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Old 07-20-2011, 03:15 PM   #1
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Slow-Cooked Turkey?

So lately I've been using my crock pot a lot and it's got me thinking about Thanksgiving. I really don't like turkey and have avoided eating it for the past few holiday seasons. I would like to like it and I started thinking about ways to cook it.

I've had it roasted, baked, and fried and it never really struck a chord with me. My question is, has anyone ever cooked it like you would in a crock pot (eg braising) for a ridiculous amount of time at a super low temp? Bear with me on logistics of this because I don't even know if there are roasters that can accomodate this but what if I cooked the bird at say 180F degrees for 24 to 30 hours in a savory liquid in some sort of slow cooker. What would the end result be? Fall off the bone delicious or water gooey mess?

I don't know enough about turkeys to know if this is a stupid question or not but I'm willing to test some theories here. What do you guys think?

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Old 07-20-2011, 03:21 PM   #2
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What don't you like about turkey?
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Old 07-20-2011, 03:23 PM   #3
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Don't like Turkey either :( Only had smoked turkey though, maybe I should try plain.
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Old 07-20-2011, 04:09 PM   #4
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I actually don't much like the flavor of the meat itself. When cooked it's rarely seasoned and I think it needs to be brought up to a higher level. I'd almost like to treat it like a pork barbecue roast with a rub but cook it in a slow cooker.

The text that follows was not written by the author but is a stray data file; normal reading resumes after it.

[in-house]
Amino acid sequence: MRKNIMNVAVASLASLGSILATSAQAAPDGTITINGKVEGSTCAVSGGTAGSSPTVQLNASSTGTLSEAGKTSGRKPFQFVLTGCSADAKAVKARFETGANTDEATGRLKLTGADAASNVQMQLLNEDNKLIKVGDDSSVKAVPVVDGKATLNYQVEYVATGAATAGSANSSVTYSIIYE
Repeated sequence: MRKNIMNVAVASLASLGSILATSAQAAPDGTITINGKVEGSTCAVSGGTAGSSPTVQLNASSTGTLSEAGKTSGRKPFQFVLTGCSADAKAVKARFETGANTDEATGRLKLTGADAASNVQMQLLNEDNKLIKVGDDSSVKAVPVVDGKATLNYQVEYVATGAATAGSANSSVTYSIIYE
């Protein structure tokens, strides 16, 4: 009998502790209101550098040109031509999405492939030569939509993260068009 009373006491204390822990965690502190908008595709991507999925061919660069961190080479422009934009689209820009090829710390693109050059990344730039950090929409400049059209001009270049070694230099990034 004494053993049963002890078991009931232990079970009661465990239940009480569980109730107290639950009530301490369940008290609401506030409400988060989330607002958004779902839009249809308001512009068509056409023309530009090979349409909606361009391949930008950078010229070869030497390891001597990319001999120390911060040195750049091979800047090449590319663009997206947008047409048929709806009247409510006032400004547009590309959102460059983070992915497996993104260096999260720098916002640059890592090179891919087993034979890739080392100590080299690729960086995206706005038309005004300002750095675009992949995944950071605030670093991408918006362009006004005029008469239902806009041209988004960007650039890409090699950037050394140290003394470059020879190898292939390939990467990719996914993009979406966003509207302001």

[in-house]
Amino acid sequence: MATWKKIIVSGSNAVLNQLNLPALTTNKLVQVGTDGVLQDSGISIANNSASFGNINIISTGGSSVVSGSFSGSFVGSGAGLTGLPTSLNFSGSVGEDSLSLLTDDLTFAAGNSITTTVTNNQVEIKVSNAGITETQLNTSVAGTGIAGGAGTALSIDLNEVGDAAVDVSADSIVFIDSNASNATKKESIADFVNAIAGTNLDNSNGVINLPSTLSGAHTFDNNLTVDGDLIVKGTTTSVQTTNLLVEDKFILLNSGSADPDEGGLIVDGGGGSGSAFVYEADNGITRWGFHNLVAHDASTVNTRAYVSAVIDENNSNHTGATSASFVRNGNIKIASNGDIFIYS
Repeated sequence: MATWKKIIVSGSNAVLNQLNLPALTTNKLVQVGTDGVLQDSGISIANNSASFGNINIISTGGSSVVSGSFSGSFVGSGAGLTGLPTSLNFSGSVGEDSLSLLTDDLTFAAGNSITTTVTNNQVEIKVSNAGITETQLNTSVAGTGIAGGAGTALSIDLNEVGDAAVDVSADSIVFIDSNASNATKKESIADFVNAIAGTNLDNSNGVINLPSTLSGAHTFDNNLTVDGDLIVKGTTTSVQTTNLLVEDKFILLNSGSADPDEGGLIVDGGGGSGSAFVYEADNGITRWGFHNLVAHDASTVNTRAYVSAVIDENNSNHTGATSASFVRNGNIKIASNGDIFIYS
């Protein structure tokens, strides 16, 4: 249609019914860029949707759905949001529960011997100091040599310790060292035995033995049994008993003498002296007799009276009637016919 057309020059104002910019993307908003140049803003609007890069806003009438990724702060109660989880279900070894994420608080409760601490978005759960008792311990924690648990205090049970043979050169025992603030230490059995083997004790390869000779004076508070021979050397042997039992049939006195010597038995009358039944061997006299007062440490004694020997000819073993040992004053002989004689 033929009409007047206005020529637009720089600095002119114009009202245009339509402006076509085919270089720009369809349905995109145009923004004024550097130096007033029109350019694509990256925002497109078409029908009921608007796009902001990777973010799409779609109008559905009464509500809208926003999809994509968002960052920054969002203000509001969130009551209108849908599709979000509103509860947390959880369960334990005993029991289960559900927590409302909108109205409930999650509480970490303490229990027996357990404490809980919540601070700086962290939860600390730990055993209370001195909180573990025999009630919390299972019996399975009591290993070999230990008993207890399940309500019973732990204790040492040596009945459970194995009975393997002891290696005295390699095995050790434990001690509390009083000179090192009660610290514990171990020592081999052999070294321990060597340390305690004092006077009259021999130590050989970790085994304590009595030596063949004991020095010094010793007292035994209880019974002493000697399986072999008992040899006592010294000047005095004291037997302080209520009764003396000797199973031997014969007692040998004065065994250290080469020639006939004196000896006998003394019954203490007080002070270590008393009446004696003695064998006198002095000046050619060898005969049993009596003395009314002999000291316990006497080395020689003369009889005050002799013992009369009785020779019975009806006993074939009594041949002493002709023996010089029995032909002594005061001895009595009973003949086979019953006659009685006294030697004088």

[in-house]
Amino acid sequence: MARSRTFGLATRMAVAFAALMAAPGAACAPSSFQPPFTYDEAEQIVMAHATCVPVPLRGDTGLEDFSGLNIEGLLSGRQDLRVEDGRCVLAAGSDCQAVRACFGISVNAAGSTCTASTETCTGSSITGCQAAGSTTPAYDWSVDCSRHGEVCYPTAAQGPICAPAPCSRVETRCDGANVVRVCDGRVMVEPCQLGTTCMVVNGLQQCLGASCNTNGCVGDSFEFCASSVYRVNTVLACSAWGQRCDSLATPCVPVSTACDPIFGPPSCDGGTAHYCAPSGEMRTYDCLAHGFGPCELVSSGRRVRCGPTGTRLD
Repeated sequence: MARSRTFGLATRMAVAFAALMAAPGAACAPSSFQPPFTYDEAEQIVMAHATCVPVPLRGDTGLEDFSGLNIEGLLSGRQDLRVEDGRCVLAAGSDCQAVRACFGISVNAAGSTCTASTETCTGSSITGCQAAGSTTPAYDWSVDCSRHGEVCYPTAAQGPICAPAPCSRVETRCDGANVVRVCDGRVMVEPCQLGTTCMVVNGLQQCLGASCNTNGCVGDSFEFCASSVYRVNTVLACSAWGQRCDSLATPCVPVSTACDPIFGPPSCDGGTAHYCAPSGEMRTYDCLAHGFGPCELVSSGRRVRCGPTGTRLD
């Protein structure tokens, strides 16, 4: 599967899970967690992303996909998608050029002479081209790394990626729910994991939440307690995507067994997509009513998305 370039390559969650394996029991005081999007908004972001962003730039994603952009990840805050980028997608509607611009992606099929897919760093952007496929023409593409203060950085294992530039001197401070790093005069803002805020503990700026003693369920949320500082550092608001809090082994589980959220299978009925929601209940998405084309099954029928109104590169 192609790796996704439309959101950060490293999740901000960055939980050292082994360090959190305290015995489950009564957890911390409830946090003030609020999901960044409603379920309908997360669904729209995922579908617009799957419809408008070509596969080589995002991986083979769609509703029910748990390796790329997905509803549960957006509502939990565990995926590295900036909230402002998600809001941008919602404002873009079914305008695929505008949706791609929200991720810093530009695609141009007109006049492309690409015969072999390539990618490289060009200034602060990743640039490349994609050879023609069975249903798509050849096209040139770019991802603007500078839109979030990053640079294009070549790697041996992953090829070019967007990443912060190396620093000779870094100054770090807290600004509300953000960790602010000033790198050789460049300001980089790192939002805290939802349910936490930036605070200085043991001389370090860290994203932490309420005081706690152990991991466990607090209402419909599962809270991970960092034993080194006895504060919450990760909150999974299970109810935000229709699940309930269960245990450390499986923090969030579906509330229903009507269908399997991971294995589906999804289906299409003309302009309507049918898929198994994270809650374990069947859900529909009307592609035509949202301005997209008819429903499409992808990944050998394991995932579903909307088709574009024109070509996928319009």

I was looking at a few things on google and saw the sous vide style of cooking and I think that might be a good method to partially replicate. I think vacuum sealing the bird would be too much of a chore but cooking at 180-185 for 50-60 hours could product some interesting results.
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Old 07-20-2011, 04:23 PM   #5
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I've never braised a turkey. Since I like turkey roasted or smoked, I doubt I ever will.

A couple of points to consider:

Regardless of cooking method, you can add flavor to a turkey through brining. Since I brined my first turkey, I have brined every one since. It makes a huge difference in flavor.

Turkey is about the leanest white meat on the planet. Braising it in a slow cooker, could lead to dry white meat. All the meat will come to temp together in a braise while roasting gives you flexibility to have breasts at 165 F and thighs at 185 F.

Read this then decide: Good Eats Roast Turkey Recipe : Alton Brown : Food Network
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Old 07-20-2011, 04:40 PM   #6
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Years ago the Frugal Gourmet did a show on poaching whole turkeys. The idea was that if you only wanted the cooked meat and not a big TaDa presentation you could cut up the turkey and poach the parts to get moist meat for various uses and a nice broth for soups. I did it once and it was good but, I like roasted to death dried out American Mom style turkey. Many variations of his method are still out on the net.